“The ideal clan elders were men of understanding and impartial judgement who saw themselves not as rulers but as the arbiters and mediators of their people … if a son lacked the quality of leadership, another among the sons, fulfilling the requirements of leadership, was chosen by the clan to take over. Courage and generosity, coupled with a sharp sense of good and impartial judgement were the ideal qualities of a leader.”Okalany D. H. in ‘Mukongoro during the Asonya’ quoted by Dr. Ben Jones in “Beyond the State in Rural Uganda.”
Unlike some other cultures in which one can become a ‘big man’ simply because of his parentage, for example, within the central logic of Iteso culture, men must earn the position and the respect of the title ‘big man’.
Obviously, those who are borne to wealthy families, their fathers are ‘big men’, do have a head start. But within the central logic of Iteso culture, it is not enough for you to claim you are a ‘big man’ just because you are a descendant of a ‘big man’.
Doing observations in Oledai Sub-Parish in Ngora in Teso, as part of an empirical study, Dr. Ben Jones, for example, noted that in order to become a ‘big man’ in Oledai, at the time in the 2000s, one had to do so through his own initiative and entrepreneurship.
It is what you proactively do successfully, your entrepreneurship, that earns you respect. In other words, to earn and to command respect, within the central logic of Iteso culture, you have to be seen initiating something and doing it yourself.
So, for example, whereas, Emmanuel Owaraga II is named after his father, the late Ejakait Engineer George William Obityo Owaraga, who was a chief of the Ikaribwok Isekelio Clan of the Iteso, Owaraga II cannot simply claim ‘big man’ status because he is named after a chief and is a descendant of the chief.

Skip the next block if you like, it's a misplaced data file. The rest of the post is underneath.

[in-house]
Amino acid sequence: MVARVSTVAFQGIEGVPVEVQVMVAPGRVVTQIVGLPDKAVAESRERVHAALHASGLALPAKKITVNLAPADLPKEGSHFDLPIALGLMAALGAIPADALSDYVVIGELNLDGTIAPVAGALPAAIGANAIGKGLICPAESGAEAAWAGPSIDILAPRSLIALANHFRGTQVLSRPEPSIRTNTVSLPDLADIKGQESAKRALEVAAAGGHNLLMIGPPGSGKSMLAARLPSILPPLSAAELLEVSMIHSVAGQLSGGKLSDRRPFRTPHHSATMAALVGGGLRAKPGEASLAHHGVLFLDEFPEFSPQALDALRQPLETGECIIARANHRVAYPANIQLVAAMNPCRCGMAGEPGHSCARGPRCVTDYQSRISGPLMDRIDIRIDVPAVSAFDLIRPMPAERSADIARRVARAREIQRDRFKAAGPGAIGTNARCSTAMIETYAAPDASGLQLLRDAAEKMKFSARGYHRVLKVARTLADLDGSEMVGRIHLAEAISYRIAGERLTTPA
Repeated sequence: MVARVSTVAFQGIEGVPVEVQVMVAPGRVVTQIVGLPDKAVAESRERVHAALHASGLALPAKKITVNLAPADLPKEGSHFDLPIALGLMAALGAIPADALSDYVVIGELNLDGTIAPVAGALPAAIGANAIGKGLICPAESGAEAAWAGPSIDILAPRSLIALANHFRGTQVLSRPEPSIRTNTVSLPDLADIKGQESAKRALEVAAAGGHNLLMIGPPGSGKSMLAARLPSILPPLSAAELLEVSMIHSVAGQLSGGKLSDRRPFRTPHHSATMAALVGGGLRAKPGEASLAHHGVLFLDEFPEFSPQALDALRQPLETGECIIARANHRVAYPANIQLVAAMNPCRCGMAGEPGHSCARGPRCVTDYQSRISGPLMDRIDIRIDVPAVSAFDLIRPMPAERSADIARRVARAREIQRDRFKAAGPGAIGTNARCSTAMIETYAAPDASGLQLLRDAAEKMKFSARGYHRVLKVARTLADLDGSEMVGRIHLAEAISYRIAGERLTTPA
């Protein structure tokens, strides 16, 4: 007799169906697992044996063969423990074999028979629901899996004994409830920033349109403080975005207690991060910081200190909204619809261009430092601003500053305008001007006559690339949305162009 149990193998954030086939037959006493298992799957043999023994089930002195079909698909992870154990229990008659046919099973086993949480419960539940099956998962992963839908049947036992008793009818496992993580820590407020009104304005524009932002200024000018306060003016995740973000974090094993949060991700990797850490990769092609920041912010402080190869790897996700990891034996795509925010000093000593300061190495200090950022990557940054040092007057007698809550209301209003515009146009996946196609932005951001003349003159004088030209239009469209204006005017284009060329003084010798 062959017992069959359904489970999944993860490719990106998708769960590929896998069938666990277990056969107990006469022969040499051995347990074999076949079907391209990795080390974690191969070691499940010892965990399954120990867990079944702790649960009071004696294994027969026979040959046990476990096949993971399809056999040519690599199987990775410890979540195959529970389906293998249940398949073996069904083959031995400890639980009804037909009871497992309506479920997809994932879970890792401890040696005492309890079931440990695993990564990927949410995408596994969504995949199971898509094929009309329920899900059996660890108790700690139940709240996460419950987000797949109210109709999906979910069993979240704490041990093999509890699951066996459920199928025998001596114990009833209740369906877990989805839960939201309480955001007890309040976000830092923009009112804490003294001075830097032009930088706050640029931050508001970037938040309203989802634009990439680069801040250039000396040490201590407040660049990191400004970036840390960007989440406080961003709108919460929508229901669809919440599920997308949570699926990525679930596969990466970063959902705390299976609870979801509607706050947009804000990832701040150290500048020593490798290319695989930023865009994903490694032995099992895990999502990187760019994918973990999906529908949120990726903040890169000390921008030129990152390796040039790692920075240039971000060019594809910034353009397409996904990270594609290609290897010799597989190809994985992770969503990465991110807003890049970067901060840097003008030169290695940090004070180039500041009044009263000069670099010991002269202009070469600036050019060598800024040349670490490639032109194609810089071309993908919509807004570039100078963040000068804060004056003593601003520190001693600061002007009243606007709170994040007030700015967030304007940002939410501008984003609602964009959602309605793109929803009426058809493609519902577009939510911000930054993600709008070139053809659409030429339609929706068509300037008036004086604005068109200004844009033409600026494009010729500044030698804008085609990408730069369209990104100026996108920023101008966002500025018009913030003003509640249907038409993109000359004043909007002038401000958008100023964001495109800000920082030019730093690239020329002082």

Owaraga II must prove himself in his own right. He must excel in his own field and in his own enterprise. He must make a name for himself as he carries forward and upward the powerful legacy of his name. Owaraga II, indeed, is seemingly doing so through his craft, being the best visual story teller.
Ejakait Emmanuel Owaraga II, son of the late Ejakait Engineer George William Obityo Owaraga, the Chief, and grandson of the late Ejakait Yosia Engatunyun, the Chief.
I conclude where I started. Just because you are an enterprising material wealth creator is not enough to make you among respected ‘big men’ among my people, the Iteso. You must have the additional qualities of being ‘a man of the people’. You must be seen and heard participating in activities and in discourse that matter to your fellows.
Dr. Ben Jones’ observations in Oledai, according to him, revealed how egalitarian and competitive the processes of becoming a ‘big man’ in Oledai was in the 2000s. It was how one participated, negotiated and demonstrated political authority that earned one ‘big man’ status.
Will Owaraga II comfortably fill the shoes of his namesake and add significant additional value to the legacy of being ‘a man of the people’? The jury is still out.